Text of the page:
Thursday, January 29, 2009

The Book Version of the Oscars

Okay, so we don't get all dressed up and have a red carpet to walk down, but the Monday morning of the ALA Midwinter Conference is the morning that the big announcements are made. It's the morning that we all wait with anticipation to find out who won the Printz, Newbery, Caldecott, and other book related awards. Since this is the teen book blog, I'll start with the Printz award. This award is given to the book that "exemplifies literary excellence." It must be written and published for teens in the US the previous year (2008). This year's winner was quite a surprise to me. I didn't go into the program thinking that a particular book was a sure thing unlike a few years ago when Looking for Alaska by John Green won. I was pretty sure that I knew one or two of the honor titles though.

This year's Printz Award goes to... (drum roll, please) Jellicoe Road by Melina Marvetta. Seeing as I haven't read a new book except for reviewing purposes this year, I haven't read it yet. But here's the synopsis the library has for the novel. Abandoned by her drug-addicted mother at the age of eleven, high school student Taylor Markham struggles with her identity and family history at a boarding school in Australia. So now I'm going to be number 6 on the holds list for this book, unless I scrounge up a copy I got at ALA Annual this past summer...

Now the Printz committee, consisting of 9 librarians across the nation, also select honor books. This year's honor books (which I got one right!)were:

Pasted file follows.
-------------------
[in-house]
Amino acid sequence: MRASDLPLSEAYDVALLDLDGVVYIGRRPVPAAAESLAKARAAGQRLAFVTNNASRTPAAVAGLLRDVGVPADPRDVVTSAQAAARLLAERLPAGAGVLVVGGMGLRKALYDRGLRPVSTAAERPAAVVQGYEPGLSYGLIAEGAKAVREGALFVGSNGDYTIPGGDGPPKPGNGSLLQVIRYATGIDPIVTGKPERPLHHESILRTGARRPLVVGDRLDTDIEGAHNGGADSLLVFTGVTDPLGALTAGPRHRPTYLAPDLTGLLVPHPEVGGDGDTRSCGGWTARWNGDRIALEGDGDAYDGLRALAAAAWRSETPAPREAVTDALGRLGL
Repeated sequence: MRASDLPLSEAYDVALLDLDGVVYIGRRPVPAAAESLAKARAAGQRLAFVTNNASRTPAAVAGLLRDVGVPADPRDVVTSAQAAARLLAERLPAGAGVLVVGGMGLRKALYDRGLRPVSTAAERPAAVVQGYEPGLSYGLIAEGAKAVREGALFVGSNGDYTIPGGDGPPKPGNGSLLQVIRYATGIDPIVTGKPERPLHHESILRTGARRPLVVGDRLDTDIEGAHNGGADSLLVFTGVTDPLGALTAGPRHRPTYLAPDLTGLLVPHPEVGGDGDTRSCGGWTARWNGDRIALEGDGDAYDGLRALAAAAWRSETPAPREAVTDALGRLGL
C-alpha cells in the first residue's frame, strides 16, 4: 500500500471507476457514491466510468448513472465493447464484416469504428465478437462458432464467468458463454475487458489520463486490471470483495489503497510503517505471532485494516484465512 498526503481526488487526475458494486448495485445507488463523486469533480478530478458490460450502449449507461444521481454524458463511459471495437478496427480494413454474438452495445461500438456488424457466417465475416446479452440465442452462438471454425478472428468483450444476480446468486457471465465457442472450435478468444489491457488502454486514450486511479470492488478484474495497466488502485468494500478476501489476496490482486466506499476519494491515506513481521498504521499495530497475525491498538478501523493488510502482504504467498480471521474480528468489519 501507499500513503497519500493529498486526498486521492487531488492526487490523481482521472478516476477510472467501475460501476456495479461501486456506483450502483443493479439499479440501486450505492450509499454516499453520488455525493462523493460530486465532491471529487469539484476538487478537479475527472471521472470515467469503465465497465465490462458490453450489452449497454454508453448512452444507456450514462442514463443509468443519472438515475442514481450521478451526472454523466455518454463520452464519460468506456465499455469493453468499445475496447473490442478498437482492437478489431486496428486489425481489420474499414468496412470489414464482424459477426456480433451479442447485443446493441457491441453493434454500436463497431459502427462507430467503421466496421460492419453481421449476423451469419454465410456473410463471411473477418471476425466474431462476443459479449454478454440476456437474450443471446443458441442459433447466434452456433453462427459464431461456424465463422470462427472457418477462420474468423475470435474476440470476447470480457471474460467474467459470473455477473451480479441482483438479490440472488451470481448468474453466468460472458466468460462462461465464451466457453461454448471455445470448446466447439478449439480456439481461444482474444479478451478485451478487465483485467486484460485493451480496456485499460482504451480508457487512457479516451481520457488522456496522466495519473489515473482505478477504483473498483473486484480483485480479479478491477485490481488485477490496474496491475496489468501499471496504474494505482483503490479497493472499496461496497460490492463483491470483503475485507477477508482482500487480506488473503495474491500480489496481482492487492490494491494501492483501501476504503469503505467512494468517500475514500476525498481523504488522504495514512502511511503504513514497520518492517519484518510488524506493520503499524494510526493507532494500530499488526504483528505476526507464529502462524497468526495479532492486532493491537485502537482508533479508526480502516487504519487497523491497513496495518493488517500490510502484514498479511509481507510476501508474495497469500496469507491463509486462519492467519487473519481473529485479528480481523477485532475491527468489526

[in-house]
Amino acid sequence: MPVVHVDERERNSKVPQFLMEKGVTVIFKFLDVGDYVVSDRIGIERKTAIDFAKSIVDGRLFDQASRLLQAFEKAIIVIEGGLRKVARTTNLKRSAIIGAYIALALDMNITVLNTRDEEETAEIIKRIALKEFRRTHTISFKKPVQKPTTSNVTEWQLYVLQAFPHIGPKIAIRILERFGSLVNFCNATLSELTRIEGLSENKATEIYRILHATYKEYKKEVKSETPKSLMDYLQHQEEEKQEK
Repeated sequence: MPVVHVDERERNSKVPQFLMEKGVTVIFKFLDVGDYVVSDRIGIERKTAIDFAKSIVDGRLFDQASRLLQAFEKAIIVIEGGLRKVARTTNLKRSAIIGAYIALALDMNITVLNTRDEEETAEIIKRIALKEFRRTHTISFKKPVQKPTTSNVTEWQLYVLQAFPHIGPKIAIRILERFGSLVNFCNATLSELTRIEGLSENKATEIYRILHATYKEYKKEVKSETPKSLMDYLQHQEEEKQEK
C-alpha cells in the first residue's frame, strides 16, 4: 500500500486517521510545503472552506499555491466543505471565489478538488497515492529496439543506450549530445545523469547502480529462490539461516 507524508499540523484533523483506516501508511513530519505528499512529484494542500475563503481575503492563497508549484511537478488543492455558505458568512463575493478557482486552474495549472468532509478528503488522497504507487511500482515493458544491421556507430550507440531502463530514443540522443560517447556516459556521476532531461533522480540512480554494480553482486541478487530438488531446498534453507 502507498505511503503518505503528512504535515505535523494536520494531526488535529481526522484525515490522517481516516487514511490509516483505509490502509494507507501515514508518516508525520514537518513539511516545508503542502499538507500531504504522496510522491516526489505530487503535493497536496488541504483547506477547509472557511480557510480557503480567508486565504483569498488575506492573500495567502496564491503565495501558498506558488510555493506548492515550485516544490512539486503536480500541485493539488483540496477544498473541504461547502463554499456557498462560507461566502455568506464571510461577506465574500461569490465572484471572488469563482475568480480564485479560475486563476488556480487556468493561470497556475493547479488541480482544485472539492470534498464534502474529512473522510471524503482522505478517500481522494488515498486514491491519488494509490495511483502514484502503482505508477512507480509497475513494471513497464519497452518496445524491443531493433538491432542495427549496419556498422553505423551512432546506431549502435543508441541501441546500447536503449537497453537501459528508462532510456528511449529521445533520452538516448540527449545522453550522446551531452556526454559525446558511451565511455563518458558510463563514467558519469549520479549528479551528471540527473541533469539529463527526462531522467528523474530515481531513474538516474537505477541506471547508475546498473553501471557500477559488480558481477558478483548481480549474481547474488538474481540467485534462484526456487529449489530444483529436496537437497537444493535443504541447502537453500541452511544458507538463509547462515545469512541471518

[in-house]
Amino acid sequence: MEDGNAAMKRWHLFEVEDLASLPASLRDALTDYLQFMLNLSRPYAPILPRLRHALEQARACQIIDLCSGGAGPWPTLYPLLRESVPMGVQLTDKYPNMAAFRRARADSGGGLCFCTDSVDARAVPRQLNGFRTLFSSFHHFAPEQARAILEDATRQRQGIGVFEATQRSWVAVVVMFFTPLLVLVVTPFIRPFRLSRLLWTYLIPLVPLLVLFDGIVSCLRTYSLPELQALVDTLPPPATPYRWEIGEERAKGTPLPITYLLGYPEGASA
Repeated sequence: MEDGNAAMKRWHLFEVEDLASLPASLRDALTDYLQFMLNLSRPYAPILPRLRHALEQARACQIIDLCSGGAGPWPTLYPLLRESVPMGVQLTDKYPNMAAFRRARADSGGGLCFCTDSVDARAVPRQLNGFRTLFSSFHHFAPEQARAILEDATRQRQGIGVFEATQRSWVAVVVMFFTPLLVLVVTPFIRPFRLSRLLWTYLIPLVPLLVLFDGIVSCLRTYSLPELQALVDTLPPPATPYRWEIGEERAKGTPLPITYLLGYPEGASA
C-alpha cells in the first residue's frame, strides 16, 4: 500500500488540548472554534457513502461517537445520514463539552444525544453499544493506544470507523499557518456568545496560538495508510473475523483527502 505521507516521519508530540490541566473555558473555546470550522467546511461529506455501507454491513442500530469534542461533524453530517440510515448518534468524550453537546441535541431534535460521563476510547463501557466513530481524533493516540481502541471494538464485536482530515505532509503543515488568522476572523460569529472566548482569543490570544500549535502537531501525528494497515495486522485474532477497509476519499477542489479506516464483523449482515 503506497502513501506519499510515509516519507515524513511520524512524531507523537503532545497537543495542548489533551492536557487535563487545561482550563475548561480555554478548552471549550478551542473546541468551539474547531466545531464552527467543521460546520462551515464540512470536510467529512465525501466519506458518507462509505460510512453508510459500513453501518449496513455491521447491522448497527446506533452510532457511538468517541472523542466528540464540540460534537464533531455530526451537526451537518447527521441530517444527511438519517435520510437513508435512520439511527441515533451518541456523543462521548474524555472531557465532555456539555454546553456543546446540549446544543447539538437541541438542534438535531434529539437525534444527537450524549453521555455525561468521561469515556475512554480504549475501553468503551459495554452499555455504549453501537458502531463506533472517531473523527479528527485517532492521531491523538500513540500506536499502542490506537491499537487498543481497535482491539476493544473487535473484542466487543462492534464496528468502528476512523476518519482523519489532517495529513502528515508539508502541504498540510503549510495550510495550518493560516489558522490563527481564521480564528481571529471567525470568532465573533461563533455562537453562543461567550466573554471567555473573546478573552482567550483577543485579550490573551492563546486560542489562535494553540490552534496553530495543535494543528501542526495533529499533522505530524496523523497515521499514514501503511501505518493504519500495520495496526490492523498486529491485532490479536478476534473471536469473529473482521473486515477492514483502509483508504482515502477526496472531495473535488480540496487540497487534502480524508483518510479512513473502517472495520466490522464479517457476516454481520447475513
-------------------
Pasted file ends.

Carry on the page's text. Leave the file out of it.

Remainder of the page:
Nation by Terry Pratchett

Tender Morsels by Margo Lanagan

There were plenty other awards announced at this program. For the full list of winners check out the YALSA website--especially the Morris Award which was awarded for the first time this year and is for the best debut book.

Moving away from teen stuff for a moment, I'd also like to mention the Newbery Award. This is the award most people are aware of--best literary book for children 8-14 years of age. For the past few months, the Newbery award has come under fire for choosing books that are liked by librarians and adults, but not children. Part of me thinks that they may have chosen this year's winner to counter-act this debate, but for whatever reason they decided to give the award to a favorite writer of both children and adults alike and I couldn't be happier.

The winner of the John Newbery Award is Neil Gaiman for his novel The Graveyard Book. Congratulations, Mr. Gaiman! We were very excited to hear your name announced as the winner. If you want to hear his story of his own reaction, check out his blog. By the way, if you don't follow his blog, I highly suggest you start! It's great.
Anyway, I suppose those are the major announcements you readers would be most interested in. In the upcoming days, I'll be blogging about the different selection lists that YALSA committee members created at the midwinter conference, so there will be plenty more reading options to come!

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